1 in 197
1 in 55
1 in 82
1 in 739
1 in 1,258
1 in 224
1 in 332
1 in 79
1 in 102
1 in 48
1 in 57
|Prostate (male)||1 in 12,833||1 in 44||1 in 7||1 in 6|
|Uterine cervix (female)||1 in 632||1 in 322||1 in 368||1 in 128|
|Uterine corpus (female)||1 in 1,832||1 in 144||1 in 64||1 in 38|
Age-based screening test information
Even if the reasons for the link between aging and cancer risk are not clear, an association does in fact exist. As a result, organizations such as the American Cancer Society (ACS) urge patients of an average risk to have screening tests for various types of cancer based on their age. The earlier cancer is diagnosed, the more likely it is that treatment will be successful.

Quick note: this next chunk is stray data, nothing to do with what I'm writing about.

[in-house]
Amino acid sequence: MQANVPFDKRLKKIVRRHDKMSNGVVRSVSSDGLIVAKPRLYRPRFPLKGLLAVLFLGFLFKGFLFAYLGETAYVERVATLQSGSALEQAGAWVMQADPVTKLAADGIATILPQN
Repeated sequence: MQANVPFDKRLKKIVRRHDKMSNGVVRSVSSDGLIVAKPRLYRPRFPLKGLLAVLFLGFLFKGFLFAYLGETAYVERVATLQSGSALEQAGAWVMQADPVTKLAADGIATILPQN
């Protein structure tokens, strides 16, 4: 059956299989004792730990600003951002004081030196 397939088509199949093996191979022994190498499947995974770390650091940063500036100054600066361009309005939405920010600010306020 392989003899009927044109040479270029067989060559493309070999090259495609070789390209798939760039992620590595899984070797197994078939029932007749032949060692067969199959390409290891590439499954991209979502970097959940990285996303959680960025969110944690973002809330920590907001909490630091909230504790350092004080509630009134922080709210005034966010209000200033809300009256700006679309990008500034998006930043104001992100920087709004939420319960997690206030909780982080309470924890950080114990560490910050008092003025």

The ACS recommends the following physical exams for patients at average risk of cancer. Patients with increased risk (such as those with a family history of cancer or who have had cancer in the past) may need to schedule these exams at an earlier age or with greater frequency. In addition, some races have a higher risk for certain cancers and these individuals may also need to be screened earlier and more frequently. Patients should consult their physician for the optimal tests and screening schedule for them. Screening tests and the recommended schedule include the following:
For Women Only
|Pap smear||3 years after first intercourse OR no later than age 21||Yearly until age 30. Then, every 2 to 3 years (after 3 consecutive normal results). After age 70, women may stop screening if they have 3 consecutive normal results within 10 years|